Pharma industry expected to grow in double digits
Pharma companies are betting big on the prospects of the Indian market. Analysts expect the market to grow in double digits over the next few years, the fastest in the world.
The industry was badly affected during the first quarter with the Covid-19 pandemic and the resulting lockdown affecting patient visits to doctors. However, with the easing of restrictions and drug firms adopting digital methods, their performance turned out to be better-than expected. This is expected to improve further during the third quarter of this fiscal.
For instance, domestic sales of Lupin fell 0.7 per cent in the second quarter from a year ago because of the pandemic’s impact on demand, particularly on acute drugs. With the market now turning around, the company is looking at a growth of 6-8 per cent from the Indian market.
In the last fiscal, the Indian market contributed in the range of 17 per cent to 100 per cent to the revenues of the companies. (It was 100 per cent for Abbot Laboratories).
According to analysts at Bernstein, while the US market has been in the driver’s seat dictating valuations, the domestic market remains the ever-reliable vertical for most generic companies. During the next 4-5 years, it will be the largest contributor to their profitability.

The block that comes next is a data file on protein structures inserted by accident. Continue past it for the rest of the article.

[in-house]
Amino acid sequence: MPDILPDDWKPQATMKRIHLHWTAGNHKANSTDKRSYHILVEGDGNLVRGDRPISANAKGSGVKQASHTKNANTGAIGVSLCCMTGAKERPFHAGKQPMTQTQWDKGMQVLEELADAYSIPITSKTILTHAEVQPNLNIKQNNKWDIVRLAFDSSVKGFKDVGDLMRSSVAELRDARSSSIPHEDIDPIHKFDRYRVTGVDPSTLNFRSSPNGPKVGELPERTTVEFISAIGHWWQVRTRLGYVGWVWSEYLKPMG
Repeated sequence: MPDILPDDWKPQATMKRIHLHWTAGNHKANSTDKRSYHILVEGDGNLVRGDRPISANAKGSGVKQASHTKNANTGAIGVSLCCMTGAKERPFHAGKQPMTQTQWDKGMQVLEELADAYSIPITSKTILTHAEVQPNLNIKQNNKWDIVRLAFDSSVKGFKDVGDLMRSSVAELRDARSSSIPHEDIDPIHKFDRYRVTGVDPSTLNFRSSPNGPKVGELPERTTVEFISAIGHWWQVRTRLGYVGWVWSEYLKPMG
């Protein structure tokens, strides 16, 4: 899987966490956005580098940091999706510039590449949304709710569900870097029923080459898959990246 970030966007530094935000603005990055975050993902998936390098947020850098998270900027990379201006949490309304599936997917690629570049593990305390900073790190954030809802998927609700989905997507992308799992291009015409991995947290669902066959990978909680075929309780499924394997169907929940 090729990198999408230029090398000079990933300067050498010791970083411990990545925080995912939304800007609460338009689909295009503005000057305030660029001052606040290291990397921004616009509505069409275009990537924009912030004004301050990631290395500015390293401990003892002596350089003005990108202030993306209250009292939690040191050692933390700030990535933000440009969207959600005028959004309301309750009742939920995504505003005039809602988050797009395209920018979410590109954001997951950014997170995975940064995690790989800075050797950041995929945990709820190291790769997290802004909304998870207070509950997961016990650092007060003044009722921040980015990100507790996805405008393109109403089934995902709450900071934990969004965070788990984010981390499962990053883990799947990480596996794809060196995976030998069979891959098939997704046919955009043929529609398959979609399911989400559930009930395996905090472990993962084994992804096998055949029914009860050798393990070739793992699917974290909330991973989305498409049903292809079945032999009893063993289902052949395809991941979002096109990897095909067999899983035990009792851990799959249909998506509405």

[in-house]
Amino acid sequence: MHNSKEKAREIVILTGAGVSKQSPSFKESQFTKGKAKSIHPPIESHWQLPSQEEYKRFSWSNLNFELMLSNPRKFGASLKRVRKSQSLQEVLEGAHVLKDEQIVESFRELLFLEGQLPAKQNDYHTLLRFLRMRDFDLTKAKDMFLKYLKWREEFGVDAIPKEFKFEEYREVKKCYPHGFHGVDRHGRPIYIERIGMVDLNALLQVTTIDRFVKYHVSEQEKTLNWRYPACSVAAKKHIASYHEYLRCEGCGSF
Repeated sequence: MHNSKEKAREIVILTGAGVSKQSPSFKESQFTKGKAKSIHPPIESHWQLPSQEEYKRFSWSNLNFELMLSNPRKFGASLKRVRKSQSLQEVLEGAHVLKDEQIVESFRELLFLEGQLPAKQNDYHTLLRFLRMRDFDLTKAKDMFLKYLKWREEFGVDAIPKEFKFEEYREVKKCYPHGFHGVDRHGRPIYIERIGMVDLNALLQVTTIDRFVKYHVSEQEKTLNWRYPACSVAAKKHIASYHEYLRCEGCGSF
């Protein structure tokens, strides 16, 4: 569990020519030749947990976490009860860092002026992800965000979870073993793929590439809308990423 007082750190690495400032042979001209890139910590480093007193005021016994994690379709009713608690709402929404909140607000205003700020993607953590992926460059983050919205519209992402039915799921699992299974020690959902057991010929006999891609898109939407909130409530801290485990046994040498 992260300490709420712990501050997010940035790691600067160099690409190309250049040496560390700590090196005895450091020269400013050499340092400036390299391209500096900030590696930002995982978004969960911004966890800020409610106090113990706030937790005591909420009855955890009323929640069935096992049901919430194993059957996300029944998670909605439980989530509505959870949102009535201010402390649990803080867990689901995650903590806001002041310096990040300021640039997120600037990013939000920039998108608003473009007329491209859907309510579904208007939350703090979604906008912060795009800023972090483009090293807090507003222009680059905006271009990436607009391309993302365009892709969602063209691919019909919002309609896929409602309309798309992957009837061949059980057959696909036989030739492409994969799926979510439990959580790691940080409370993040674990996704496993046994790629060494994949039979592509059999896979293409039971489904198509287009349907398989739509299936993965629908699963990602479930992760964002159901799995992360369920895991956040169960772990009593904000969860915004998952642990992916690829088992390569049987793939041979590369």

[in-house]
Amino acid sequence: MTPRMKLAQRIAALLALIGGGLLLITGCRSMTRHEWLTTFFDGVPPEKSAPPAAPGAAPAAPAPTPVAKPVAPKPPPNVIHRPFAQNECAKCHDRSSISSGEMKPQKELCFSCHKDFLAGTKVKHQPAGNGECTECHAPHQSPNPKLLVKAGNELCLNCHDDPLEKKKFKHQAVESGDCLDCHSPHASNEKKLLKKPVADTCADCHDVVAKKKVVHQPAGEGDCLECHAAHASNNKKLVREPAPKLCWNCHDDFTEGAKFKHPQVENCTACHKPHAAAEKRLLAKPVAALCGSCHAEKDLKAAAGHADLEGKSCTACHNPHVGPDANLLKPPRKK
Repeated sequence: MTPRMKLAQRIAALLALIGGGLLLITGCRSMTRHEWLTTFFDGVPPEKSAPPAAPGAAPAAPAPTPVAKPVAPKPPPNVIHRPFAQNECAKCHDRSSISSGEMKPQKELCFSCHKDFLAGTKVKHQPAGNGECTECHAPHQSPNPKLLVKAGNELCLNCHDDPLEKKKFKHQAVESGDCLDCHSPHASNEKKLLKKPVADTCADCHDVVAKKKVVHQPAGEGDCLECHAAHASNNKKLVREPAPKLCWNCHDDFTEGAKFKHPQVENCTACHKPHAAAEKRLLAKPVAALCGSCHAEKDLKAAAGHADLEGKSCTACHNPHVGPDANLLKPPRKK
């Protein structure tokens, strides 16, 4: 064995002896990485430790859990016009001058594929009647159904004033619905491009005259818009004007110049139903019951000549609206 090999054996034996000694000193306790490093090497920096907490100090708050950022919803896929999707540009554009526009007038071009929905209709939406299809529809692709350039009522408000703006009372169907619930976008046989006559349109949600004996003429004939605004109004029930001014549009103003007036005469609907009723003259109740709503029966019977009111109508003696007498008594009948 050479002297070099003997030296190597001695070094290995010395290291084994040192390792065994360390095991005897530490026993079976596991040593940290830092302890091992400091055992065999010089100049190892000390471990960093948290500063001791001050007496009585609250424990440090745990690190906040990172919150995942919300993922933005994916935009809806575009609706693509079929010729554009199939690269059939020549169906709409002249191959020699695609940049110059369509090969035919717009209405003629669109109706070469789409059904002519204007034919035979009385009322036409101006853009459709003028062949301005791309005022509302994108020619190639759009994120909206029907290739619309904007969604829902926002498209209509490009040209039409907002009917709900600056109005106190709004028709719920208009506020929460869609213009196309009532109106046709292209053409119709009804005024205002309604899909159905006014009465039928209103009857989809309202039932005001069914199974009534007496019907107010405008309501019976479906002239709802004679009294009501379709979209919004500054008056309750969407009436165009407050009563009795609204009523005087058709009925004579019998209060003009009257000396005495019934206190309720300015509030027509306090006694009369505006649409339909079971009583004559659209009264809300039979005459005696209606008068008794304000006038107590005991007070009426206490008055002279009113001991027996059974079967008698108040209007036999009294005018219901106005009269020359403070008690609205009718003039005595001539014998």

Bernstein said the India formulations and life sciences market is worth $73 billion: of this the formulations market, which is the tenth largest in the world in terms of value, is worth $24 billion in 2019. This is slated to grow at 11-12 per cent annually over the next four years.
Bernstein said the Indian formulations market was slated to be the fastest growising across the world in the next four years. According to the brokerage, the market has a unique set of factors that make it one of the most profitable: more than 25 per cent earnings before interest, tax, depreciation and amortisation (EBITDA) and more than 20 per cent return on capital employed.
Other factors include a high share of branded generics, less stringent regulations around product approval and manufacturing and free pricing in non-essential medicines, the analysts at Bernstein added.
They pointed out that growth in the next 4-5 years will be driven by population growth, penetration of healthcare infrastructure and improving accessibility into smaller towns, increase in prevalence of chronic diseases, pricing growth and launches, including high-priced patented products.
The forecast comes at a time Covid-19 has brought about some key changes in the industry.
With companies also tapping the digital way to market drugs and communicate with doctors, companies are expected to see some savings in sales and marketing expenses.